Article published: Friday, July 13th 2012
The Unholy Mess independent production group staged Richard Cameron’s play Can’t Stand Up for Falling Down from 16 to 19 May at Studio Salford. James Leach reviews one of the performances.
The monologue play can, at times, be problematic, given the subjective nature of what the audience is seeing and hearing. Yet Lucy Allan’s revival of Richard Cameron’s play, set in Doncaster in the 1980s, left us in no doubt as to where we were and what was happening.
The key to this production was its evocative nature, helped by the director’s choice to use projection in order to show us the various streets, river banks and woodlands that made up these girls’ home. The vistas that we were shown were all eerily quiet and conjured with ease Cameron’s vision of a village where everybody knows everybody’s business and yet much remains behind closed doors.
As the three interweaving narratives of Ruby, Lynette and Judy unfolded, the three characters visibly aged before our eyes and audience engagement was key to this production. The women of this play took centre stage, but the presence of their men was all over this production, in the fields, along the tow-paths and in the home. One notable scene portrayed the domestic abuse of Lynette, with the absent man taking on an almost spectral presence.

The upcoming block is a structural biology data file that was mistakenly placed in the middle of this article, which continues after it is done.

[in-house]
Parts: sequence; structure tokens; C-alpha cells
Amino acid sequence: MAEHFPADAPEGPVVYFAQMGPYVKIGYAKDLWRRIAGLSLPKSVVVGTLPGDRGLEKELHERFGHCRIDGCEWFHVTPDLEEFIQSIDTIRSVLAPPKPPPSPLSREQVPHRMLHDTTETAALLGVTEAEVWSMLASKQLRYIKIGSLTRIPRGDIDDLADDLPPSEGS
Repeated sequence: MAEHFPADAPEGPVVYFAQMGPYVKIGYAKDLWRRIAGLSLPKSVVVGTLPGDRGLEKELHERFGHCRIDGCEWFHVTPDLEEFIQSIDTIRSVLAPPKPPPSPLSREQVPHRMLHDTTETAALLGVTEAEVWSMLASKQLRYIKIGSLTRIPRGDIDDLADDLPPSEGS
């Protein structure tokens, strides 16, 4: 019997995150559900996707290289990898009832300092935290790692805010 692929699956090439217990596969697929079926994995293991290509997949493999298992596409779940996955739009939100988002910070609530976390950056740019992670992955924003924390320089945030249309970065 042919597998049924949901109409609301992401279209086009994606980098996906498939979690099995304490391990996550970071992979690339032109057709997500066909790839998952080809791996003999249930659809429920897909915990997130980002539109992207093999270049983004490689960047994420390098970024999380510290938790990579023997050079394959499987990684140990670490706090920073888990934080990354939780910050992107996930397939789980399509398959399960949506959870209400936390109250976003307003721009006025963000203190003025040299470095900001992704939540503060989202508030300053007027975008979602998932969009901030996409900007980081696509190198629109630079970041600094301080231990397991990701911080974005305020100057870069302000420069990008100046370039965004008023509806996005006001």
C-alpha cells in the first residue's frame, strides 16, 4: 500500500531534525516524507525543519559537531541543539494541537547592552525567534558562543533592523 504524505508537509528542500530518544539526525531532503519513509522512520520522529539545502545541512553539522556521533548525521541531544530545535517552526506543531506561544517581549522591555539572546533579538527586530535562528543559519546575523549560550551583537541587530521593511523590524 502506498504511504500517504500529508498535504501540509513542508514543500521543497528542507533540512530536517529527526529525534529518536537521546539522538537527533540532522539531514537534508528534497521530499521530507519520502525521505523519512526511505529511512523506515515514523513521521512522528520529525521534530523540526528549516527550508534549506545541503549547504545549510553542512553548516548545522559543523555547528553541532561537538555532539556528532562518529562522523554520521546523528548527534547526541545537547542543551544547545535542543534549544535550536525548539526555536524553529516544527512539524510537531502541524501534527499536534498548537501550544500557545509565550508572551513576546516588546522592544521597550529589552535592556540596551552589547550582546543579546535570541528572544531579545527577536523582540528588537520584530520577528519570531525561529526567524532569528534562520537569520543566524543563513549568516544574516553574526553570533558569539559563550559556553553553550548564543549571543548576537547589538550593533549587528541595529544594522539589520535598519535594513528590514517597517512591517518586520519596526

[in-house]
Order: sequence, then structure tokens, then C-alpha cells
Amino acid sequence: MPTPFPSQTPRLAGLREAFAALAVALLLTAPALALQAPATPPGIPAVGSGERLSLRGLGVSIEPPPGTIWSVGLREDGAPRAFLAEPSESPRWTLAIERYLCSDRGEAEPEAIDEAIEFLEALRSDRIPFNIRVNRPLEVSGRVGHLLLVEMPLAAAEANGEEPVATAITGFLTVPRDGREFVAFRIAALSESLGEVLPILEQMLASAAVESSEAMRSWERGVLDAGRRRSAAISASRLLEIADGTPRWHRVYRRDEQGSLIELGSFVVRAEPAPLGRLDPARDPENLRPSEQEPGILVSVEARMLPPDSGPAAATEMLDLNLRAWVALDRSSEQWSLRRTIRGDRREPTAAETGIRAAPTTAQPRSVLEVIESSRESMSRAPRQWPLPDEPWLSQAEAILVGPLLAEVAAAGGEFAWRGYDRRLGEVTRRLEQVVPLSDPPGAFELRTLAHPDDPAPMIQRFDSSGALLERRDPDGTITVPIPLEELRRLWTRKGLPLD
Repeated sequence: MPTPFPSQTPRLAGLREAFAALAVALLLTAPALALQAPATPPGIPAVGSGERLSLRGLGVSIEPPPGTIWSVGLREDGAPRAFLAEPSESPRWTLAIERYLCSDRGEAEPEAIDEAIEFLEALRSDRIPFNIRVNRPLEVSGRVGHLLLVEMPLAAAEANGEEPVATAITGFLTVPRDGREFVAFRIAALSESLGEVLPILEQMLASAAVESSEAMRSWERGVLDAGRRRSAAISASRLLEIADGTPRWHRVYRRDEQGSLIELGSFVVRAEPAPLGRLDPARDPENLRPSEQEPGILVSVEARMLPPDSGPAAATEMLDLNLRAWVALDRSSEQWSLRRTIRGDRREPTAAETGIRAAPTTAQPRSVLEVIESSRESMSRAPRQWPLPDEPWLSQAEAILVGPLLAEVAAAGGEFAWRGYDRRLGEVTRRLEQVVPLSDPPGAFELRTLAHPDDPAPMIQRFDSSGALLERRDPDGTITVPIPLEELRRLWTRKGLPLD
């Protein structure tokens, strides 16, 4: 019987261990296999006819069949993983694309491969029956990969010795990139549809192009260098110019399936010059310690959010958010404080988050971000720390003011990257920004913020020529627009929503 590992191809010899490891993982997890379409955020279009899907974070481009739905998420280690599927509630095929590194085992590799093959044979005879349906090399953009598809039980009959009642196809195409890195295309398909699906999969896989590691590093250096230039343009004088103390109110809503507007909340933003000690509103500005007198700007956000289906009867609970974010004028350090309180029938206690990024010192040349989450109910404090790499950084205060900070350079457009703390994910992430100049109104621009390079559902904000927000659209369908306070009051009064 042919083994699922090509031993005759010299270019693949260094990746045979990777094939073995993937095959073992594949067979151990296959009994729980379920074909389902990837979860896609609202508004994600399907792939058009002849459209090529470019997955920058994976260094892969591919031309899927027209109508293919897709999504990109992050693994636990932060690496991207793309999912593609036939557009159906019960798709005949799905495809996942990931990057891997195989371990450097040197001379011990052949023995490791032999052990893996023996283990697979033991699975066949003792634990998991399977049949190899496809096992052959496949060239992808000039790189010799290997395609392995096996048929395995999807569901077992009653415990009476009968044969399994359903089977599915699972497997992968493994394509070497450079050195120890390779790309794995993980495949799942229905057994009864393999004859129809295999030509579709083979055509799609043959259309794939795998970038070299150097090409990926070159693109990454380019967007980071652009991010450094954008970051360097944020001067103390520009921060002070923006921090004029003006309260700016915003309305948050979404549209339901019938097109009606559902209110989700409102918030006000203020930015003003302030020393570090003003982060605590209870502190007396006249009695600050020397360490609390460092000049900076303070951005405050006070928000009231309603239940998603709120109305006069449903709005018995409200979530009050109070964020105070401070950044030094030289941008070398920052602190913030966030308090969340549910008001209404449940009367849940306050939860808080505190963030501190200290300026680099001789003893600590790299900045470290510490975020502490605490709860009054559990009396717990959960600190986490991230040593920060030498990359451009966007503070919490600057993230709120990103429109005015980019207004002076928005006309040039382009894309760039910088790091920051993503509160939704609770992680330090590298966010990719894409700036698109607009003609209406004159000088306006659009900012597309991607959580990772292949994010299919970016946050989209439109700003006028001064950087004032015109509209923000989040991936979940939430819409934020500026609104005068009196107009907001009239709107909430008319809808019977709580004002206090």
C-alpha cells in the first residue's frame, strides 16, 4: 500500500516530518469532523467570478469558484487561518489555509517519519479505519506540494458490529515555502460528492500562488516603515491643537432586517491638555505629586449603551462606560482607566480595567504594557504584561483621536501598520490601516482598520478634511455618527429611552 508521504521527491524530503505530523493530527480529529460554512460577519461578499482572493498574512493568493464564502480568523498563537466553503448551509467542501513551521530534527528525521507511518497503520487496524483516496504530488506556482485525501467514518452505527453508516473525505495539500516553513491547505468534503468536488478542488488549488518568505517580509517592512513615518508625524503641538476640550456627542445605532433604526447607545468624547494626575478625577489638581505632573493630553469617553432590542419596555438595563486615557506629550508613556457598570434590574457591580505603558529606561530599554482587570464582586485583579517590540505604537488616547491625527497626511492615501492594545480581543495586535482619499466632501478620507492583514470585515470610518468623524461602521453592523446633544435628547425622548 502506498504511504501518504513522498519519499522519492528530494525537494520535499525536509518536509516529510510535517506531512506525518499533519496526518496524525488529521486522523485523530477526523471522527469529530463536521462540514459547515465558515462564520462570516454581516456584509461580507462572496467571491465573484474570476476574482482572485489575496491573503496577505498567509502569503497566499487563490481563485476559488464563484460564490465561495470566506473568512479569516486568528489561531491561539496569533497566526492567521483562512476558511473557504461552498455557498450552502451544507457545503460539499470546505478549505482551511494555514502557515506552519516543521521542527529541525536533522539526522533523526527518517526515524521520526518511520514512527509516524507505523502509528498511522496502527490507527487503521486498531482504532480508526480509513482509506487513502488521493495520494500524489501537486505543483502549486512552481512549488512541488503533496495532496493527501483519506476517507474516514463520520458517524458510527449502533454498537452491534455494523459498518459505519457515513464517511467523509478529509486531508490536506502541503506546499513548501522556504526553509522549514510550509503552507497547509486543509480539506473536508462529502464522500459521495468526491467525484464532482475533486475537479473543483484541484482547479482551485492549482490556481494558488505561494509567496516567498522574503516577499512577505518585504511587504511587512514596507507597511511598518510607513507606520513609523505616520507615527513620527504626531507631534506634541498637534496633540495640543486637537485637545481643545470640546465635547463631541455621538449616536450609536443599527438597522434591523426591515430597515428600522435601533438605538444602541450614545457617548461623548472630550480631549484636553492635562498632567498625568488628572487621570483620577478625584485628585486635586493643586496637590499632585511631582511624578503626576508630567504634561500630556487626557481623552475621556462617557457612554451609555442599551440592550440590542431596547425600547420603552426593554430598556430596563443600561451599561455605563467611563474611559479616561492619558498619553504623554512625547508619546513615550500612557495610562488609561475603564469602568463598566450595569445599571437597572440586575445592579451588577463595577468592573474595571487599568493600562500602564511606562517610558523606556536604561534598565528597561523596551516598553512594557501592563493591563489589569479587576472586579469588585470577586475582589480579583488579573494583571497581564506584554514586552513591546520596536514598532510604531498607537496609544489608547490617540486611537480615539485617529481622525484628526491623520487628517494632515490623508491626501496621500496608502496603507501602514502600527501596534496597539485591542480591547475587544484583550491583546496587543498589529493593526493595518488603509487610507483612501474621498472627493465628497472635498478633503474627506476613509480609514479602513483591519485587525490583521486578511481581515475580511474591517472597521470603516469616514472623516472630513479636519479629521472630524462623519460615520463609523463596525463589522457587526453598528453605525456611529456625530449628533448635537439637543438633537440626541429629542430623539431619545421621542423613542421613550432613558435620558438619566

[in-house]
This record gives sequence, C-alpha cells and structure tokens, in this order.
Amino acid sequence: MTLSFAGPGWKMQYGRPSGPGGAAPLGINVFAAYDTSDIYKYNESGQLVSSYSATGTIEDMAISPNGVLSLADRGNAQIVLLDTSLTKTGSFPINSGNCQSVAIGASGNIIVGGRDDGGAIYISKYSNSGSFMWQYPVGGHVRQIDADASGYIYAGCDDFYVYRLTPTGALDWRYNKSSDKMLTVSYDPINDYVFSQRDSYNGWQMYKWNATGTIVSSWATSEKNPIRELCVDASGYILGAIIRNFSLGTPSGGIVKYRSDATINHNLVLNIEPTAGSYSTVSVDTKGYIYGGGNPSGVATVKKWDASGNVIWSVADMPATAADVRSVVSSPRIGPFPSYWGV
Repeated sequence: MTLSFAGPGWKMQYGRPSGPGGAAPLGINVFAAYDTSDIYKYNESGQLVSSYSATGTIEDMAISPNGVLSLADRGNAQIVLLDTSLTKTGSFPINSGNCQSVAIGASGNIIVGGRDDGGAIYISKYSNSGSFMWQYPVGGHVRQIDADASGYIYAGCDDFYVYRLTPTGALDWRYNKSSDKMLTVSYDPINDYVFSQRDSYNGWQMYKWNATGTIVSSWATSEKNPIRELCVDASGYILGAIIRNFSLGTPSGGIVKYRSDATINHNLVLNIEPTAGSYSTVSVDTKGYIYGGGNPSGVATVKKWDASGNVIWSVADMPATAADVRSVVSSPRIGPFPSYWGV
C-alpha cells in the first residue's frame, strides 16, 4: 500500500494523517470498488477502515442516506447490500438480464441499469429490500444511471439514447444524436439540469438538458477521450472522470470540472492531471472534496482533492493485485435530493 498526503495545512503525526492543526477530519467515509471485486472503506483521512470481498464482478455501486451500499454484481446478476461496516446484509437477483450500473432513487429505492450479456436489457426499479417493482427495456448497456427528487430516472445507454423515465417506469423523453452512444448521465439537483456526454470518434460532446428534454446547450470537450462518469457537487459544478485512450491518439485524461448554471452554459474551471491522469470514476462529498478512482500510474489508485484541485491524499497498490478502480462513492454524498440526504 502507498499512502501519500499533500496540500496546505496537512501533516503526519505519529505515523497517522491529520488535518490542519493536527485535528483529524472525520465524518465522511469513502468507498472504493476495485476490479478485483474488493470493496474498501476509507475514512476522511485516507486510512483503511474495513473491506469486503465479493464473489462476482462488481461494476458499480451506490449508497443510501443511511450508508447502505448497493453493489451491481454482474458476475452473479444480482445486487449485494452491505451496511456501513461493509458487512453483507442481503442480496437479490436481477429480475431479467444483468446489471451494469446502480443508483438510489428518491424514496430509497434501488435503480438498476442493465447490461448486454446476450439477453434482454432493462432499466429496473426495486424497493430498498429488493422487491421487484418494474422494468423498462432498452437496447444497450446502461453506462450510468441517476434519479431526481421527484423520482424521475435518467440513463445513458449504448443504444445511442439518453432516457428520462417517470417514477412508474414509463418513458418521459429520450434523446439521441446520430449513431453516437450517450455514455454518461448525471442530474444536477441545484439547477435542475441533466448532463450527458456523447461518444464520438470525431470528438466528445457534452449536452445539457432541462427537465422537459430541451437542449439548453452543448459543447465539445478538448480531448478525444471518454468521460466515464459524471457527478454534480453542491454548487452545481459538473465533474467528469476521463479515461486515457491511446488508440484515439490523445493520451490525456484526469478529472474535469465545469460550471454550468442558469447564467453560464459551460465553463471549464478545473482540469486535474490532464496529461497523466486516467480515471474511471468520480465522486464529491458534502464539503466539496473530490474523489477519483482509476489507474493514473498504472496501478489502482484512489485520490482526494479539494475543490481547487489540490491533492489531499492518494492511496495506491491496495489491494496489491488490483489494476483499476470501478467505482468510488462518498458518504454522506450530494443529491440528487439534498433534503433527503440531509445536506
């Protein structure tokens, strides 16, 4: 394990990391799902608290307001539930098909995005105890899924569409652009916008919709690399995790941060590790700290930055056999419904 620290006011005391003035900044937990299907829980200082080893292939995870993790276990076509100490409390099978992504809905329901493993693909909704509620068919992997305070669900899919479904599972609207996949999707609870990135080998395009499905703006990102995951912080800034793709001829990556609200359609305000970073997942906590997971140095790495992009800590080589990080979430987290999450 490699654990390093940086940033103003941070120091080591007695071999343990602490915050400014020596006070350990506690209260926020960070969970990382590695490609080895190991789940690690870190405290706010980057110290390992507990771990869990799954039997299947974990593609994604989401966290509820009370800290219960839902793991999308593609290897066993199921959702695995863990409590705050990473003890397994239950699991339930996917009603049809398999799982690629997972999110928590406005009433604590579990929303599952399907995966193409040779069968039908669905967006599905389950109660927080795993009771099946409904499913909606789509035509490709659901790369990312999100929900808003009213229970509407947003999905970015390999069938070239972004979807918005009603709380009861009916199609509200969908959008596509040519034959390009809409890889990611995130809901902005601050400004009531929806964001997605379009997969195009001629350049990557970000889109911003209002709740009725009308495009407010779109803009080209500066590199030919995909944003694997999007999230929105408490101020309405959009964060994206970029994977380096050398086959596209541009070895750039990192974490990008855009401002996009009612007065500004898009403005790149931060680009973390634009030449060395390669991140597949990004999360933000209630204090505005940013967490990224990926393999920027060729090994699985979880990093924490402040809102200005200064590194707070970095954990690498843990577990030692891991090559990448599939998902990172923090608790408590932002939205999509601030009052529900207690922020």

One question asked of me about this production was as to its relevance today. In such a deeply subjective play, the experiences of these three characters took on a life of their own, and made their hopes and fears all too universal.
The next production to be directed by Lucy Allan will be staged by the House of Orphans production company as part of the 24/7 Theatre Festival between 20 and 27 July at New Century House. The play, entitled The Interpreter, Home, focuses on a Kurdish interpreter whose work with a mental health patient helps her to discover her own identity.
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